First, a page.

CIM was hit hardest. Work among the Hui was devastated—but not for long. Moved by news of the suffering in China, new applicants poured in to CIM. The Boxer Protocol3 forced China into a new era of openness to the West, and western missionaries, aware of the risks, entered a new era of innovation in their service to China.
George Harris4 arrived with CIM in 1916. He was an innovator who persisted in the face of suffering but did not persist with unfruitful strategies. He abandoned street preaching in favor of personalized evangelism in the context of relationships. He pioneered the use of Arabic alongside Chinese calligraphy in evangelistic materials, as shown in the posters he designed. His study of specialized Hui vocabulary (回话, huihua) laid the foundation for a contextualized Hui translation of the Bible in Chinese, more than half a century later. Yet, despite Harris’s significant contributions to mission strategy, his greatest legacy was his life of suffering. George and Winnifred Harris buried two children in China. During the Japanese invasion, resources were so tight that George had to travel alone and on foot to reach distant Muslim villages. When the Communists took power, there was violence and looting, a freeze on money and mail, and almost two years of intense surveillance, but the Harrises’ upright character and lifestyle meant that not a single accusation stuck. Such testimonies of suffering should speak to all of us who consider ourselves servants of the gospel, no matter where we call home.
Today, distances seem shorter, but we face the same challenges in balancing our ministries. Boldness or safety? Sales or charity? Speak God’s Word or give practical help? How much time to spend? There are no simple answers, but neither do we have to figure it out on our own. God has sent before us a multitude of pioneering saints.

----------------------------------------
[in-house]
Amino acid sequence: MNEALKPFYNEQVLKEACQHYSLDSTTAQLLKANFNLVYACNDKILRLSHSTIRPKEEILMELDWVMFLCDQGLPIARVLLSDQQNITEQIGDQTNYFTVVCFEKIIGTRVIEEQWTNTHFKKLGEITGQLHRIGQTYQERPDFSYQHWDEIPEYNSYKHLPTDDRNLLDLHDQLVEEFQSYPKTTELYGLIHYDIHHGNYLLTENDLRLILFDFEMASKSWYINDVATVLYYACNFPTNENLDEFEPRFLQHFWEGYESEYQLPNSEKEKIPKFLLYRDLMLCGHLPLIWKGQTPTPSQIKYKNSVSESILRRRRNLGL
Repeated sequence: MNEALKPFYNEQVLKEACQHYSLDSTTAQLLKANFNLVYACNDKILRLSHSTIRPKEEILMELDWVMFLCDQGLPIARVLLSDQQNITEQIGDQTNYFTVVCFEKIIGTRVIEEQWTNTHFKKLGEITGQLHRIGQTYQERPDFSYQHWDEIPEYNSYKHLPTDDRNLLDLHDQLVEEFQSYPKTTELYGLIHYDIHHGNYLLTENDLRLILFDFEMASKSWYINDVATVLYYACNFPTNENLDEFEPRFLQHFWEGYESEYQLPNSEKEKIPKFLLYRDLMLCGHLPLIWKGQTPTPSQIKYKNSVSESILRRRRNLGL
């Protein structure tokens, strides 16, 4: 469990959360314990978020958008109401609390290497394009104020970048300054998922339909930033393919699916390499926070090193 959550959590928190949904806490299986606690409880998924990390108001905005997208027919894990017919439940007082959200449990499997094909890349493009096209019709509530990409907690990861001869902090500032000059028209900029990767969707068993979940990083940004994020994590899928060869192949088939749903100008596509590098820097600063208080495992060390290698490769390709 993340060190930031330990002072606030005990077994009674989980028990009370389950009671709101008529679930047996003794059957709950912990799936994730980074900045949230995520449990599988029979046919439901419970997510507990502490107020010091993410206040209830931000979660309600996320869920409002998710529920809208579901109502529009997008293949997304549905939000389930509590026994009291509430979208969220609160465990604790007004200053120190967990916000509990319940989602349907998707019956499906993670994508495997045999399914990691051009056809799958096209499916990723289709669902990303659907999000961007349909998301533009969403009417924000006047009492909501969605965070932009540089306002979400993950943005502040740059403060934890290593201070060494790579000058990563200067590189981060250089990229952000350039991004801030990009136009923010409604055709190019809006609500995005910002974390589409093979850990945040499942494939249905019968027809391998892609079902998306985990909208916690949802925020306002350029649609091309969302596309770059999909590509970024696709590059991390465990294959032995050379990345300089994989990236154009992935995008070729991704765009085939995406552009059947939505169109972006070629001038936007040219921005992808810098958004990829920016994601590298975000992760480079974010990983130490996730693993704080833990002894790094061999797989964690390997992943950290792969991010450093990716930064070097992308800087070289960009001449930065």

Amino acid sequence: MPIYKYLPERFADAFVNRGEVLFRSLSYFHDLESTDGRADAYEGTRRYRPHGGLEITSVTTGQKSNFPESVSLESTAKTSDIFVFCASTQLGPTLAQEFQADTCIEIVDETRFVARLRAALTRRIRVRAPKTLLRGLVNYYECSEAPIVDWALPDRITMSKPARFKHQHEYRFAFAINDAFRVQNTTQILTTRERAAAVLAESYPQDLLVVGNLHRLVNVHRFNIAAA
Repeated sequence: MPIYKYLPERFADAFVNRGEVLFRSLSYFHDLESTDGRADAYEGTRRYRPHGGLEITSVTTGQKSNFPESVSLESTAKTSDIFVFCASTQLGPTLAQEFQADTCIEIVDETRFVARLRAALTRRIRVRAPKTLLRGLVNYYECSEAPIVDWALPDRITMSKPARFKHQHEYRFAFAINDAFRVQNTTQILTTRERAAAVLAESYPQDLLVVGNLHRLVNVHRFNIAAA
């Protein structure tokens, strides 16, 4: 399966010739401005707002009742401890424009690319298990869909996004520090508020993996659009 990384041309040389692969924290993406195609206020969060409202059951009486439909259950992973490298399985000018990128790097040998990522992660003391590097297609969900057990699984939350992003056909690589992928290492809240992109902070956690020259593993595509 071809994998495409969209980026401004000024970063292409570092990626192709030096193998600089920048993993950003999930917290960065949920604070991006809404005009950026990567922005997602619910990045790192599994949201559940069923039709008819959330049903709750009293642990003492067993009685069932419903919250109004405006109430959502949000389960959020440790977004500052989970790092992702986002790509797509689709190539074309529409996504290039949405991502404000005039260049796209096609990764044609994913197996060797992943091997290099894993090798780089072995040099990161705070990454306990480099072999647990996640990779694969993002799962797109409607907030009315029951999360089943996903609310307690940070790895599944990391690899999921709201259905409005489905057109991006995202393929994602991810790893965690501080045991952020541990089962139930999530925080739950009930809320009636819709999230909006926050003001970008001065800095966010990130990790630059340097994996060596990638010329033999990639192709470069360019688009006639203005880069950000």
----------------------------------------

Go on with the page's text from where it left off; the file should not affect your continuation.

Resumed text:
The 19th century CIM pioneers teach us about patience, the need to focus on one people group and the role of suffering. Later innovators like Harris teach us the value of contextualizing our language and lifestyle. Read their records. Learn from their examples. Don’t reinvent the wheel.
- They did field research.
- They identified target groups based on place, language, religion, literacy, and needs.
- They used more than one method.
- They persevered through the spilling of sweat, tears, and even blood.
Through all this, and not instead of it, they waited on God to bring fruit.
- Ng, Gene K. (吳劍麗)《夾縫中的少數派: 基督新教在甘青地區的穆宣事業(1878-1951)》Alliance Bible Seminary, Hong Kong, 2013. (Chinese edition available for purchase online. A PDF English translation titled “The Minority in the Cracks—the Protestant M2M Cause in the Gansu-Qinghai Area (1878–1951)” is available on request and free of charge.)
- Taylor, Howard. Borden of Yale (Men of Faith). Bethany House, 1988. (Available on Kindle).
- The Boxer Protocol refers to the treaty the Eight Nations Alliance forced China to sign in 1901. See “Boxer Protocol, 1901,” USC US-China Institute. https://china.usc.edu/boxer-protocol-1901 (accessed November 10, 2021).
- Bradshaw, Malcolm R. Torch for Islam: A Biography of George K. Harris, Missionary to Muslims. China Inland Mission (Overseas Missionary Fellowship), 1965. (PDF available on request.)
Julie Ma (pseudonym) is a graduate of Sydney Missionary and Bible College (SMBC) and a member of the Angelina Noble Centre for women in cross-cultural missions research. She left her home in Australia over a decade ago to serve Hui Chinese Muslims alongside her Chinese husband. After all these years overseas, …View Full Bio
Are you enjoying a cup of good coffee or fragrant tea while reading the latest ChinaSource post? Consider donating the cost of that “cuppa” to support our content so we can continue to serve you with the latest on Christianity in China.